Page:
Academics want to get published. Firms want to make money. When something of value in one arena isn’t as valuable in the other, what’s the incentive of working more closely together?
Michaël Bikard, Assistant Professor of Strategy and Entrepreneurship at London Business School, believes that there are opportunities that come from those differences.
If you’ve ever read the ‘untold’ story of Google’s Larry Page, he went to Stanford after receiving his bachelor’s in computer science from the University of Michigan and had to make a hard choice: become an academic or build a company. The former would mean giving up the chance to become a billionaire. The latter would force him away from the knowledge frontier.
Are the two worlds really at odds?
Dr Bikard’s research, ‘Made in Academia: The Effect of Institutional Origin on Inventors’ Attention to Science’, explores how often ideas stemming from academia are adopted by innovators. The takeaway? “Inventors use scientific knowledge made in academia, but perhaps not as much as they potentially could,” he says.
While it’s true that inventors can benefit from academic knowledge, it’s also true that uncovering useful knowledge amounts to discovering a needle in the proverbial haystack. At the frontier of science, explains Dr Bikard, literature is “complex, vast, fast-changing”, and often “unreliable”.
“Inventors pay significantly less attention to discoveries made in academia than to those made in industry,” he says. Dr Bikard used a novel empirical approach. He identified 39 occasions in which at least one team from industry and another from academia were involved in the same discovery. Those “paper twins” have in principle the same level of usefulness for technology development, but inventors appeared to be 23% less likely to cite the academic paper than its industry twin.
“These results don’t stem from differences in the scientists’ abilities, their social status or their social networks. Inventors pay systematically less attention to scientific knowledge made in academia than to that made in industry.”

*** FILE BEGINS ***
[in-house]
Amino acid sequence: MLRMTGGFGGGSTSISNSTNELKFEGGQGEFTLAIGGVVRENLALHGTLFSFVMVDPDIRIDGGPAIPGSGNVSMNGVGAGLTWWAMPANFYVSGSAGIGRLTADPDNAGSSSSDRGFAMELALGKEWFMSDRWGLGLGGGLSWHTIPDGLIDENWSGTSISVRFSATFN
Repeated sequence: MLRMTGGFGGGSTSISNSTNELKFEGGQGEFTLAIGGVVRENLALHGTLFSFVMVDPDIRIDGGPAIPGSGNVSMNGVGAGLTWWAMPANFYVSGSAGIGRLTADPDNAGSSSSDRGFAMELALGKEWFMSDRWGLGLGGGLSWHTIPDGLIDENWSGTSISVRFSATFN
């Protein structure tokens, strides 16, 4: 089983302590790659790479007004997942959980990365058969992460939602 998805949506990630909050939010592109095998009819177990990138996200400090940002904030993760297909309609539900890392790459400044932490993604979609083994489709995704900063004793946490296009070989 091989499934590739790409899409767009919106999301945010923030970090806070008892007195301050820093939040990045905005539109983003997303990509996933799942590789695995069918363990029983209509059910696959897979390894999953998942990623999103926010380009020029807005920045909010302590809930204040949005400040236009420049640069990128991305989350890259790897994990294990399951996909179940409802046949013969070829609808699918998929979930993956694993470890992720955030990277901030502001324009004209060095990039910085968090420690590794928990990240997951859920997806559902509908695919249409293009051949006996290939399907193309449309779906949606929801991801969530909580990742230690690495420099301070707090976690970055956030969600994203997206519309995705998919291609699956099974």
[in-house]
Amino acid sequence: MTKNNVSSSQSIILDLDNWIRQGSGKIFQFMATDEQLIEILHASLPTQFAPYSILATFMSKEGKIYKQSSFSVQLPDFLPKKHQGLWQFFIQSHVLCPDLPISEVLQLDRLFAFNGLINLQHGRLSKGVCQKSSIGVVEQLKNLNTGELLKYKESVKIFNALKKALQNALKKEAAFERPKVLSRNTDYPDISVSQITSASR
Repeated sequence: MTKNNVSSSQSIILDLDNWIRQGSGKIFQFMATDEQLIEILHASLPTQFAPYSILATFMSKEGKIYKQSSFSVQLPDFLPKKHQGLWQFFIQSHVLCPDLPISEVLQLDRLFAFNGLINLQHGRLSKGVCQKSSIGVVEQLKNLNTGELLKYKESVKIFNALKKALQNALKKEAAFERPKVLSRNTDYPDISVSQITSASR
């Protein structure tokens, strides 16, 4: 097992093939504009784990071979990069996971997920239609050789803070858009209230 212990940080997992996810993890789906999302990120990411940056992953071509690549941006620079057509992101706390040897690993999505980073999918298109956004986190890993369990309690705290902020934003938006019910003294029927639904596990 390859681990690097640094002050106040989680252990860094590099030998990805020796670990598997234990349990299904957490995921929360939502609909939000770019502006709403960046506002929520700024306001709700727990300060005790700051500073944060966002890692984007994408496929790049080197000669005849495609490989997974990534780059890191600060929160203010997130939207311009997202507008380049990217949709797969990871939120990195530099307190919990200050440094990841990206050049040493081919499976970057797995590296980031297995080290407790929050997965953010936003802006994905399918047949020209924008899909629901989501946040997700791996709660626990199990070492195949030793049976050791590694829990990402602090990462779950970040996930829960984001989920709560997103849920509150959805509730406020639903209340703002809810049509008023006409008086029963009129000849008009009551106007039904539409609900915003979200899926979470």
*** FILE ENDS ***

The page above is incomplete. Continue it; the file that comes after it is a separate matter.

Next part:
As a map, science is probably half-way between easy-to-use Google map and some kind of fantastical treasure map that sends you on a false errand.
Developing breakthrough technologies is hard work, so inventors rely on science as a map to guide them through the development process. There is, however, an issue. As a map, science is probably half-way between easy-to-use Google map and some kind of fantastical treasure map that sends you on a false errand. There are at least three reasons for that.
First, a large share of academic findings are not reliable. From interviews, Dr Bikard found that firms have gone to startling lengths to create ‘trusted scientist’ lists – sometimes captured in an Excel sheet, floating on a desktop. “Corporates can’t afford to waste millions of dollars on science they can’t use, so they create good lists and blacklists.”
Second, science involves a good dose of tacit knowledge. “There’s a big difference between reading a paper and reproducing it in a lab,” notes Dr Bikard. Take OncoMouse, the first genetically modified lab mouse to be patented. It was created at Harvard Medical School in Boston in research funded by DuPont in 1984. “This was a phenomenal breakthrough,” notes Dr Bikard, “but it was hard to replicate. It took many years for people to figure out how to use the OncoMouse in the lab.”
He points to Karl Polanyi, an economic historian who argued In The Great Transformation that as an economic factor, labour was mediated by complex mutual obligations of master, journeyman and apprentice. “Academics learn through a process of apprenticeship. Much knowledge is tacit, otherwise, you would just read books and papers to figure it out, right?”